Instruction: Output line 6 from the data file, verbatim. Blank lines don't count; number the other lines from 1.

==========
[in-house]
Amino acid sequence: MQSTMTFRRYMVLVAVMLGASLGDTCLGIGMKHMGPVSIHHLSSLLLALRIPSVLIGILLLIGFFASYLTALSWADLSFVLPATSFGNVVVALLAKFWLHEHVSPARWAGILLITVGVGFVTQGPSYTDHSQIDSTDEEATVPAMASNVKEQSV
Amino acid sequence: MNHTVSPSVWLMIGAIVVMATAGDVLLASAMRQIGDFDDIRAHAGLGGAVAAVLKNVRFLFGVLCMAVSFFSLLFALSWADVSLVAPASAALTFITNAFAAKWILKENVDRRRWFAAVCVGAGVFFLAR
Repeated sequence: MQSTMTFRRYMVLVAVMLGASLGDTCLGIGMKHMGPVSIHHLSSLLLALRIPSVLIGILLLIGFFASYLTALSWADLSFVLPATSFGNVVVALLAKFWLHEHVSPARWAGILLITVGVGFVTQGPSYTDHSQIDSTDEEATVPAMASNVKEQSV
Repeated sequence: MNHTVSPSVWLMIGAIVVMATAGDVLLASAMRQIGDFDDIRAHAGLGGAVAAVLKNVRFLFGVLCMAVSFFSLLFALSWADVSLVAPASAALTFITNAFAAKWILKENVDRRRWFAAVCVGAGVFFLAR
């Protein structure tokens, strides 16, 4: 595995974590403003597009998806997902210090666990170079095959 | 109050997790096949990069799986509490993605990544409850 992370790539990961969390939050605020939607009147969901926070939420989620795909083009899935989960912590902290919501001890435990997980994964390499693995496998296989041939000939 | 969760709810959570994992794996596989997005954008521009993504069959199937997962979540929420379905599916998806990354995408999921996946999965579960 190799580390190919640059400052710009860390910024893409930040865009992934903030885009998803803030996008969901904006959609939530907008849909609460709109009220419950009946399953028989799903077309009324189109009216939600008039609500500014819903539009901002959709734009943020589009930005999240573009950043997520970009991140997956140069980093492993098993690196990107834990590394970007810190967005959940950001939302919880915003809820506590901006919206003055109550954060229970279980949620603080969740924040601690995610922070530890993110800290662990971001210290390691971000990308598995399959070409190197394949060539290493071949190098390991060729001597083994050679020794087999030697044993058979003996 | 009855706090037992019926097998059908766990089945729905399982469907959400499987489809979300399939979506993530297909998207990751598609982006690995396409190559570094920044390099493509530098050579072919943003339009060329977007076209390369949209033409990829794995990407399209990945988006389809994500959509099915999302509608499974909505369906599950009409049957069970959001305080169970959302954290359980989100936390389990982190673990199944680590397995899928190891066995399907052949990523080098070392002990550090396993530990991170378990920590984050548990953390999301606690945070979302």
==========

């Protein structure tokens, strides 16, 4: 595995974590403003597009998806997902210090666990170079095959 | 109050997790096949990069799986509490993605990544409850 992370790539990961969390939050605020939607009147969901926070939420989620795909083009899935989960912590902290919501001890435990997980994964390499693995496998296989041939000939 | 969760709810959570994992794996596989997005954008521009993504069959199937997962979540929420379905599916998806990354995408999921996946999965579960 190799580390190919640059400052710009860390910024893409930040865009992934903030885009998803803030996008969901904006959609939530907008849909609460709109009220419950009946399953028989799903077309009324189109009216939600008039609500500014819903539009901002959709734009943020589009930005999240573009950043997520970009991140997956140069980093492993098993690196990107834990590394970007810190967005959940950001939302919880915003809820506590901006919206003055109550954060229970279980949620603080969740924040601690995610922070530890993110800290662990971001210290390691971000990308598995399959070409190197394949060539290493071949190098390991060729001597083994050679020794087999030697044993058979003996 | 009855706090037992019926097998059908766990089945729905399982469907959400499987489809979300399939979506993530297909998207990751598609982006690995396409190559570094920044390099493509530098050579072919943003339009060329977007076209390369949209033409990829794995990407399209990945988006389809994500959509099915999302509608499974909505369906599950009409049957069970959001305080169970959302954290359980989100936390389990982190673990199944680590397995899928190891066995399907052949990523080098070392002990550090396993530990991170378990920590984050548990953390999301606690945070979302």